David’s Sling is designed to complement Israel’s current system, dubbed Iron Dome, which destroyed nearly 400 incoming rockets from Gaza in the latest conflict. Iron Dome batteries are outfitted with a radar sensor designed to determine within seconds of launch which rockets are headed for populated areas. Only then does the system engage the most threatening rockets with a missile, known as the Tamir.
Israeli officials say they had a 90 percent success rate in knocking down such rockets from Gaza. The assertion could not be independently verified.
Hezbollah’s missiles, designed by Iran and Russia and smuggled from Syria, are capable of traveling faster and reaching virtually all of Israel — a range of more than 150 miles. They also contain a guidance system that makes them a greater threat to populated areas, according to officials.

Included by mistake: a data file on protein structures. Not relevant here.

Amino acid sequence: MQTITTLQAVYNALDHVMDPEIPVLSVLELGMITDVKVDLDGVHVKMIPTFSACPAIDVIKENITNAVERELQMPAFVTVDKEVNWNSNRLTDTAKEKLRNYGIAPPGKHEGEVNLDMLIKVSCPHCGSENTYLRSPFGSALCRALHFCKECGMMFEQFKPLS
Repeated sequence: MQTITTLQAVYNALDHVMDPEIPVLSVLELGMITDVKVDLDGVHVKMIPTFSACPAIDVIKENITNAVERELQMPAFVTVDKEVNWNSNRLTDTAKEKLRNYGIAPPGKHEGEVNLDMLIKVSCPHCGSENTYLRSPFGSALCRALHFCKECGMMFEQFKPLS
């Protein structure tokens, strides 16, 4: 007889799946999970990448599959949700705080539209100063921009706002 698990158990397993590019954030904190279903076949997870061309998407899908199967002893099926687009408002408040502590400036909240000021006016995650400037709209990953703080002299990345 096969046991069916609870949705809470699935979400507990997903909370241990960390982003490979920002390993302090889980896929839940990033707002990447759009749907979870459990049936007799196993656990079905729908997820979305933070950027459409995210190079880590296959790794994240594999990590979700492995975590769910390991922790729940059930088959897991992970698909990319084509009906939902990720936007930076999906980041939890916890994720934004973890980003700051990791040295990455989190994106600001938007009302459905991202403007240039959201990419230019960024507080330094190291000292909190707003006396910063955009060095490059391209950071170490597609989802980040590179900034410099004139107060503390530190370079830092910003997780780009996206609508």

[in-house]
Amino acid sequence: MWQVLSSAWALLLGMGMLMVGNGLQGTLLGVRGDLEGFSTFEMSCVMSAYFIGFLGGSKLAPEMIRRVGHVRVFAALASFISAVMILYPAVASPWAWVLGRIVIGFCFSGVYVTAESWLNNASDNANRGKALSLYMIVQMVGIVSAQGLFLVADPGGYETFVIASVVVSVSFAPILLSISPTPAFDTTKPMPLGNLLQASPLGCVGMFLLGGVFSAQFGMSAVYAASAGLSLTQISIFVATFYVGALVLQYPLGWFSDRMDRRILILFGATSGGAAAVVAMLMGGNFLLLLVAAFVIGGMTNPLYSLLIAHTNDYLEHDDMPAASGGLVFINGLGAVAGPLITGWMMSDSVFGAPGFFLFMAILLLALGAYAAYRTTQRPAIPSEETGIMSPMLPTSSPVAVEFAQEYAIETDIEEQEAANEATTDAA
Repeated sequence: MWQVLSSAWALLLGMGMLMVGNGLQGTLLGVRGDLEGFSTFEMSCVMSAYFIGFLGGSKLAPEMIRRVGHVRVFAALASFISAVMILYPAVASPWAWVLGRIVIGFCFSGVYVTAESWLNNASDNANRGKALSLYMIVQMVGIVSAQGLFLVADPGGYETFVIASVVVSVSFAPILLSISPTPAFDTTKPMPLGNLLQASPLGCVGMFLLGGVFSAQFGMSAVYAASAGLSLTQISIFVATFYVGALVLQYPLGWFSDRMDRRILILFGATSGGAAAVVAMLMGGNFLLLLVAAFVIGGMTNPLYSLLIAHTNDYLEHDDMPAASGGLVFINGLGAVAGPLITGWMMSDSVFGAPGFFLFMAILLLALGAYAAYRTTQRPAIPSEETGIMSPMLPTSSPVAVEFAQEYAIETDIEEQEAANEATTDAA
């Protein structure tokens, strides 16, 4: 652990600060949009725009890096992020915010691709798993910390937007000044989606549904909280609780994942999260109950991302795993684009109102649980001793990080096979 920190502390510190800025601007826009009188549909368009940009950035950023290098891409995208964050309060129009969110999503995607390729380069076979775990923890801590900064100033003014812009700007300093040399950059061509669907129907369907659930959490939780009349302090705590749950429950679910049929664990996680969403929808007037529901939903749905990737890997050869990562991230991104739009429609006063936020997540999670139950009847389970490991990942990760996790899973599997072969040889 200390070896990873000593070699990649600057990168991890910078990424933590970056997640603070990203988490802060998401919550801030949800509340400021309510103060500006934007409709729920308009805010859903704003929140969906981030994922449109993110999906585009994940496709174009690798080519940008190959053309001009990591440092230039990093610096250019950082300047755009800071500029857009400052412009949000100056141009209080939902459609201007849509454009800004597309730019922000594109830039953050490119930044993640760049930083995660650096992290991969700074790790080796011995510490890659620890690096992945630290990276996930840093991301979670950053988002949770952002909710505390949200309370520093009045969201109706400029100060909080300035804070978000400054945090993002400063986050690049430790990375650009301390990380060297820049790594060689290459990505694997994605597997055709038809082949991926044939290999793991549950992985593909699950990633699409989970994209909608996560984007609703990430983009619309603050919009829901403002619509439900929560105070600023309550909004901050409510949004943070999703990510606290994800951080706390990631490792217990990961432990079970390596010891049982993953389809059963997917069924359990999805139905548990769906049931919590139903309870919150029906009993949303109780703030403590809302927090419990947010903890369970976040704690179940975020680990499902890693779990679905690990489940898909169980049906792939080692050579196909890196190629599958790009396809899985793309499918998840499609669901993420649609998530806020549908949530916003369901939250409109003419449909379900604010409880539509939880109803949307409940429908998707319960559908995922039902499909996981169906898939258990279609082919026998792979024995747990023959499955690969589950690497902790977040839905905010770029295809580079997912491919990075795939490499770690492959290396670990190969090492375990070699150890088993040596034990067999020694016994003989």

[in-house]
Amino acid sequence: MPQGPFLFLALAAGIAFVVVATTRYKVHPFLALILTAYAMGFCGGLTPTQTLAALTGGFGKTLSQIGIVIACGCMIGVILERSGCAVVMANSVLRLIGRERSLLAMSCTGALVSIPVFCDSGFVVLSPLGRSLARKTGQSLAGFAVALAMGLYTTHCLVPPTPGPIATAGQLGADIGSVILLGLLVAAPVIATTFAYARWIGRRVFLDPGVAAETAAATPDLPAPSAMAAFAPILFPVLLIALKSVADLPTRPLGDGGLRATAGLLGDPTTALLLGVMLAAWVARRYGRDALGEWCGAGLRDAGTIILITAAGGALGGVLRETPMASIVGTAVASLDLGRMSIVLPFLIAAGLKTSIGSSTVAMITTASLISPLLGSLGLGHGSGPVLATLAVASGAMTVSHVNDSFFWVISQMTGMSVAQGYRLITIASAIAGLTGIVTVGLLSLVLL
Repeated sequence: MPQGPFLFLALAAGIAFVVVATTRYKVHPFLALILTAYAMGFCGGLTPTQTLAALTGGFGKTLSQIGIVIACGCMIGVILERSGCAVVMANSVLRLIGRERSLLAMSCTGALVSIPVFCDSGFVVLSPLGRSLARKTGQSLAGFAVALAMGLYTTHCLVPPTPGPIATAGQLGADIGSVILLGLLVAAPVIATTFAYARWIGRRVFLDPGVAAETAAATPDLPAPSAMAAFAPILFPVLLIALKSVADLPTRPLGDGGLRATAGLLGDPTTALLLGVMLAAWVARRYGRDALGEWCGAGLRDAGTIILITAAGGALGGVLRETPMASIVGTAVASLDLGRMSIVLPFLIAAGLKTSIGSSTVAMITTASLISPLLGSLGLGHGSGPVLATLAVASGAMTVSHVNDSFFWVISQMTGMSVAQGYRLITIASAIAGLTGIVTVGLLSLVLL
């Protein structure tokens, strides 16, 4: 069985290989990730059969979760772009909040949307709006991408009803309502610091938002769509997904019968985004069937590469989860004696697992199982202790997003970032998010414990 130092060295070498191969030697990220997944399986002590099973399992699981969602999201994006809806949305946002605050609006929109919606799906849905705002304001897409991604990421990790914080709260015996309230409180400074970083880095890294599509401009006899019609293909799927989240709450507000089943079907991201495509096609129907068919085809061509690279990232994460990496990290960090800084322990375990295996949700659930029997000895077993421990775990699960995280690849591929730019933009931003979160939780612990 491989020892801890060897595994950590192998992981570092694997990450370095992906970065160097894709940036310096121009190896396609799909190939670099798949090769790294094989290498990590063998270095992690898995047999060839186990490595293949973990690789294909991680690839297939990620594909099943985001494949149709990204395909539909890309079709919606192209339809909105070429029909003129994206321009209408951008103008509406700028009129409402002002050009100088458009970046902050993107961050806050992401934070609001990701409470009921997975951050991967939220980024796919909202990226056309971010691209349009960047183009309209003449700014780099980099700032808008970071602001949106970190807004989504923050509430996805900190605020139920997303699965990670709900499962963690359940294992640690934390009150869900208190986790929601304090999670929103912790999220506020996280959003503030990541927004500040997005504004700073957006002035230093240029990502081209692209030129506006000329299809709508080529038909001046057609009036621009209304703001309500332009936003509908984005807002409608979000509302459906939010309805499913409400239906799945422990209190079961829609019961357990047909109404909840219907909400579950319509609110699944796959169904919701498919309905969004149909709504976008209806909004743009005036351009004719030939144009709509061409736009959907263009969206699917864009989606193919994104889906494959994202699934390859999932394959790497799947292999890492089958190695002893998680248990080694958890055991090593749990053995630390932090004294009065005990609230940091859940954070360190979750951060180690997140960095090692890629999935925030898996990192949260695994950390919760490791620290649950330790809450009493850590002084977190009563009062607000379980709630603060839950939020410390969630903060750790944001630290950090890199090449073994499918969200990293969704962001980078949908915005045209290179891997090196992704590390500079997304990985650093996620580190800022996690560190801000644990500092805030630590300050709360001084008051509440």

“It is not just Hezbollah,” said Gabriel Scheinmann, a visiting fellow at the Jewish Institute for National Security Affairs in Washington. “There is also the threat of Scud missiles, especially if you are looking at what is going on in Syria,” where a civil war is igniting concerns about that country’s massive stockpile of missiles and chemical weapons. Russian-built Scuds are capable of traveling hundreds of miles and can carry large warheads.